But this analysis reads the "liabilities incurred in" language out of § 2.1, artificially limits qualifying claims to the immediate expenses of the transactions themselves and in the end leaves us with the "firm conviction that a mistake has been committed," Anderson v. Bessemer City, 470 U.S. 564, 573, 105 S.Ct. 1504, 84 L.Ed.2d 518 (1985). While "ordinary course of business" may indeed refer to the daily transactions between the parties, "liabilities incurred in" those transactions extends not just to Eagle-Picher's duty to deliver these goods to Caradon but also to any failure on its part to perform its explicit and implicit obligations under the contracts governing these transactions. See Black's Law Dictionary 925 (7th ed.1999) (defining "liability" as "[t]he quality or state of being legally obligated or accountable; legal responsibility to another. . . enforceable by civil remedy"). While in one sense it was not part of the daily business of the parties to infringe patents, patent-infringement liability plainly represents a legal responsibility that may arise from that daily business—and no one disputes that this claim arose from the door skins that Eagle-Picher sold to Caradon on a daily basis.
In Reading, when the Supreme Court determined that a negligence claim falls within the Bankruptcy Code's general definition of administrative expenses, it held that tort claims were "costs ordinarily incident to operation of a business." 391 U.S. at 483, 88 S.Ct. 1759. Even to the extent § 2.1 narrows the general definition of administrative expenses found in § 503 of the Bankruptcy Code, it thus does not do so in a way that excludes tort, contract or patent-infringement claims incurred during ordinary-course sales. To the contrary, the language of § 2.1 mirrors the language that Reading determined covered tort claims arising from transactions with a bankruptcy estate.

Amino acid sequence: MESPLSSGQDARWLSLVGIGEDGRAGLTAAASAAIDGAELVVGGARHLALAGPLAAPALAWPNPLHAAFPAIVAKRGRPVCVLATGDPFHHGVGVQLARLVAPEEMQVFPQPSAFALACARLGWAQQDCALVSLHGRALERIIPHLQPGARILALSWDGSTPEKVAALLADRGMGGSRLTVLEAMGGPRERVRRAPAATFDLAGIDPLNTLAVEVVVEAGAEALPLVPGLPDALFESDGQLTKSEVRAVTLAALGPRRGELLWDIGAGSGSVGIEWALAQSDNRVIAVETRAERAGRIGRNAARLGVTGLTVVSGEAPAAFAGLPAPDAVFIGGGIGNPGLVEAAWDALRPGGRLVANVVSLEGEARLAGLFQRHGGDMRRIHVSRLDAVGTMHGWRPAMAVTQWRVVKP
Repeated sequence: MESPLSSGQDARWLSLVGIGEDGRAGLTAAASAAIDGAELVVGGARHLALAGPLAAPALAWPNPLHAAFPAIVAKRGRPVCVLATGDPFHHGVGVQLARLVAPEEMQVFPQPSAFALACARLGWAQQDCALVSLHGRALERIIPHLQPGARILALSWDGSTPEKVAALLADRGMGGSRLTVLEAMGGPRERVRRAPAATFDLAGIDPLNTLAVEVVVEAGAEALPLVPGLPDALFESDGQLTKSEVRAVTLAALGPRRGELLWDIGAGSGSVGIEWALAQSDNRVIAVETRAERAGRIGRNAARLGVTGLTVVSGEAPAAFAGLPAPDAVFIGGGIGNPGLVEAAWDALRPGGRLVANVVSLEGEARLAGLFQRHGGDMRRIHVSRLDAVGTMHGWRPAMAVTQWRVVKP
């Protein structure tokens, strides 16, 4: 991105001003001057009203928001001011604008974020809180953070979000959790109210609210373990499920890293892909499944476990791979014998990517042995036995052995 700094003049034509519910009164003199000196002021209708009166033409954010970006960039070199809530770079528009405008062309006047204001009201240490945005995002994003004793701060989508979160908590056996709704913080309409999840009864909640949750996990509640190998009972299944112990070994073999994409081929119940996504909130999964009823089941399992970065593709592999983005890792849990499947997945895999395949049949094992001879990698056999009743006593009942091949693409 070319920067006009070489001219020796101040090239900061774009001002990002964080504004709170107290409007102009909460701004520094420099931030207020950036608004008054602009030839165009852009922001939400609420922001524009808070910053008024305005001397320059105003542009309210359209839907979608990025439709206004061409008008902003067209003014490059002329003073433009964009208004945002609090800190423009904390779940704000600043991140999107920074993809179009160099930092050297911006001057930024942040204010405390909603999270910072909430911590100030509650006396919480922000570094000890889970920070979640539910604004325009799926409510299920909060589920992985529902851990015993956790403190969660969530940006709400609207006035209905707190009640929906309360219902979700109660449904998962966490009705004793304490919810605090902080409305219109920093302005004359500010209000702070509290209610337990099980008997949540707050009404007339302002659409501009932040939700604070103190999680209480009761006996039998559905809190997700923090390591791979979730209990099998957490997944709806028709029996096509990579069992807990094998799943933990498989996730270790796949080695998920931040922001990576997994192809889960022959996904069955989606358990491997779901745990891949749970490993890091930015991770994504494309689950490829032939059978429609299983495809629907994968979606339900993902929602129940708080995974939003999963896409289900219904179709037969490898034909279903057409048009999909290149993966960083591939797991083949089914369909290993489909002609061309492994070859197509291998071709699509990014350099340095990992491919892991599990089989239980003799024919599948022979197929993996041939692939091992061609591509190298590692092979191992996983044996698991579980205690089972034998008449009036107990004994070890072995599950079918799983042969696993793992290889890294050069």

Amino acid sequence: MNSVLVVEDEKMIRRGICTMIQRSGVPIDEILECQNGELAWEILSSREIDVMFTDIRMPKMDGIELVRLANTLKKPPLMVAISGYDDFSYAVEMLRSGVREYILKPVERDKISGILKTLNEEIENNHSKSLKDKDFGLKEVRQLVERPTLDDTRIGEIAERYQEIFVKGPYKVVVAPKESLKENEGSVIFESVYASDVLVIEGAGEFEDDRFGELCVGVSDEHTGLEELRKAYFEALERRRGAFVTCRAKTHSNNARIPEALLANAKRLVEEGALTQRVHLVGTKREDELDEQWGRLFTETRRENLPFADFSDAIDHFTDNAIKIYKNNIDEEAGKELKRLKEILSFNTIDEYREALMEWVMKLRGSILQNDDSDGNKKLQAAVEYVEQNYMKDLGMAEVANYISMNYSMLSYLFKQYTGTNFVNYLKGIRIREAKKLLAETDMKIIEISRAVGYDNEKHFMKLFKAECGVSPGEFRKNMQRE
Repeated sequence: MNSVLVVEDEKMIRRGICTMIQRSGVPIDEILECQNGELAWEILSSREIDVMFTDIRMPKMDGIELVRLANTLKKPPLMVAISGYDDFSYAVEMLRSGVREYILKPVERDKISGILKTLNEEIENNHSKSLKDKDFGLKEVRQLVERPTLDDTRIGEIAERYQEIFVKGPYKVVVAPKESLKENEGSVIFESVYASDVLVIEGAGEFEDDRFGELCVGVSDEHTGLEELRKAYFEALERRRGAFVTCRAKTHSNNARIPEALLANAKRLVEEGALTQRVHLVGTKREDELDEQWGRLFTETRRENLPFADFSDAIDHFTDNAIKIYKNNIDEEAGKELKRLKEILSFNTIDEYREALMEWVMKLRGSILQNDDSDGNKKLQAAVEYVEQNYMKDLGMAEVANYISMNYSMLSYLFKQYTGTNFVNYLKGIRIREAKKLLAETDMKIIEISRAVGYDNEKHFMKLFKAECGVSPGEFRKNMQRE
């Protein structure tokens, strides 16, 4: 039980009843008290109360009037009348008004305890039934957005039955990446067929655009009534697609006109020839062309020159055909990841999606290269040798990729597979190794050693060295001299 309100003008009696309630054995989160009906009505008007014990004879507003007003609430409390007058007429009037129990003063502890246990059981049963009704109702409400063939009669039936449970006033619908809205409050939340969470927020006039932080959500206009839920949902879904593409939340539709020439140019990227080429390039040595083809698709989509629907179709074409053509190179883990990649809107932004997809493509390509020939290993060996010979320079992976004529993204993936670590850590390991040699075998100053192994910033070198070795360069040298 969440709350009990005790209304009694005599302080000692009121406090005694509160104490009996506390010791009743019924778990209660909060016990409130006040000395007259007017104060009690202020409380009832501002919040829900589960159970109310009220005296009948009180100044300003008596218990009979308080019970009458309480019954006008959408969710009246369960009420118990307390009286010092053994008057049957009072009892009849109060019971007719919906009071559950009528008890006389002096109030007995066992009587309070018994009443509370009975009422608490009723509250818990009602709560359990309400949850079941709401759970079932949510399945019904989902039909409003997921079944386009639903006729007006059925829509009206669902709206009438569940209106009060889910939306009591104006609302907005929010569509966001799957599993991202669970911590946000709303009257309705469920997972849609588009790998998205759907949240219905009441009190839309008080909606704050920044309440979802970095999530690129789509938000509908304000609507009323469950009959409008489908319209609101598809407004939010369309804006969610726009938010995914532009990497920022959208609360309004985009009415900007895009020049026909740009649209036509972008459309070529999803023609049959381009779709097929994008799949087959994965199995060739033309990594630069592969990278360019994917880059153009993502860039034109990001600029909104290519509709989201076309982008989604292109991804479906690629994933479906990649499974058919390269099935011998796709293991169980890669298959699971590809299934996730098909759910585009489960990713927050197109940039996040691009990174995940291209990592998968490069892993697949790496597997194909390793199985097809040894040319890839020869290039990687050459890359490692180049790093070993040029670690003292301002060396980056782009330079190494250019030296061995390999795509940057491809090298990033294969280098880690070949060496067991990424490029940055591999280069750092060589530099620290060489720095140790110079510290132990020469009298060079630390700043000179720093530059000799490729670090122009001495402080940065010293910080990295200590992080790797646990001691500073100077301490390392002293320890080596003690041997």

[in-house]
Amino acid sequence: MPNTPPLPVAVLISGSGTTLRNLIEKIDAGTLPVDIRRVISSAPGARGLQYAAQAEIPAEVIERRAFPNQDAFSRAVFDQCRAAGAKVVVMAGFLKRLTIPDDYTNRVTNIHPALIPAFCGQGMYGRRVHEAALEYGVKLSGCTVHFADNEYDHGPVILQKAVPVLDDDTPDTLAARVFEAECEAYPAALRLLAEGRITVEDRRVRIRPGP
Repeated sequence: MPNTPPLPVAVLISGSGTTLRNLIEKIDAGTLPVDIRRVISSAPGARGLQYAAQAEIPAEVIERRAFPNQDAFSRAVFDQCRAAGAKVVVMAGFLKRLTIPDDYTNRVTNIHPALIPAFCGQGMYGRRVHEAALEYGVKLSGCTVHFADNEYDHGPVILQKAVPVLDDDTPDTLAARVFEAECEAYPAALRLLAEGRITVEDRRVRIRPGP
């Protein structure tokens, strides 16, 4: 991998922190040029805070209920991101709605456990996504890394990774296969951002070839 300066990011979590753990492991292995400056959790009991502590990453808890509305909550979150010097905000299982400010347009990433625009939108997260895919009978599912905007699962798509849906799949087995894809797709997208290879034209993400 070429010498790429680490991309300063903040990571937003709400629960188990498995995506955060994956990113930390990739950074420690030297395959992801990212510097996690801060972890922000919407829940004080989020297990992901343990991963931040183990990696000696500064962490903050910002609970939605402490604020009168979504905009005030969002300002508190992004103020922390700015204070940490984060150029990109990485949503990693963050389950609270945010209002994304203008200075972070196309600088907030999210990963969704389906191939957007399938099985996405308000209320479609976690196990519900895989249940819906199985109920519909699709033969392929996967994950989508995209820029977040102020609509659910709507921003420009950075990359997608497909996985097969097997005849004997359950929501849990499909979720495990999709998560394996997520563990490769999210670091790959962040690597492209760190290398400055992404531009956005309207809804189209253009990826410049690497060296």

Other courts, construing language from a plan that defined administrative expenses in the way that § 2.1 does, have reached similar conclusions. See Fieber's Dairy, Inc. v. Purina Mills, Inc., 331 F.3d 584, 587 n. 1 (8th Cir.2003) (concluding that the following language—"Administrative Claims based on liabilities incurred by a debtor in the ordinary course of its business. . . will be paid by the applicable Reorganized Debtor pursuant to the terms and conditions of the particular transaction giving rise to such Administrative Claims"—may encompass tort claims and remanding the case to allow the district court to interpret this phrase in the bankruptcy plan which it had not done previously); Goldman, Sachs & Co. v. Esso Virgin Islands, Inc. (In re Duplan Corp.), 212 F.3d 144, 155 (2d Cir.2000) (concluding that the following language—"Administrative claims representing the Trustee's liabilities incurred in operating the business of the Debtors in the ordinary course," In re Duplan Corp., 209 B.R. 324, 331 (Bankr. S.D.N.Y.1997)—covered claims for contribution stemming from joint responsibility for environmental fines).
Bolstering this interpretation, the administrative rules of the Internal Revenue Service for companies in Chapter 11 bankruptcy define "ordinary course indebtedness" as aris[ing] in the ordinary course of the loss corporation's trade or business only if the indebtedness is incurred by the loss corporation in connection with the normal, usual, or customary conduct of business . . . . For example, indebtedness (other than indebtedness acquired for a principal purpose of being exchanged for stock) arises in the ordinary course of the loss corporation's trade or business if it is trade debt; a tax liability; a liability arising from a past or present employment relationship, a past or present business relationship with a supplier, customer, or competitor of the loss corporation, a tort, a breach of warranty, or a breach of statutory duty . . . .
26 C.F.R. § 1.382-9(d)(2)(iv). That definition squarely applies here.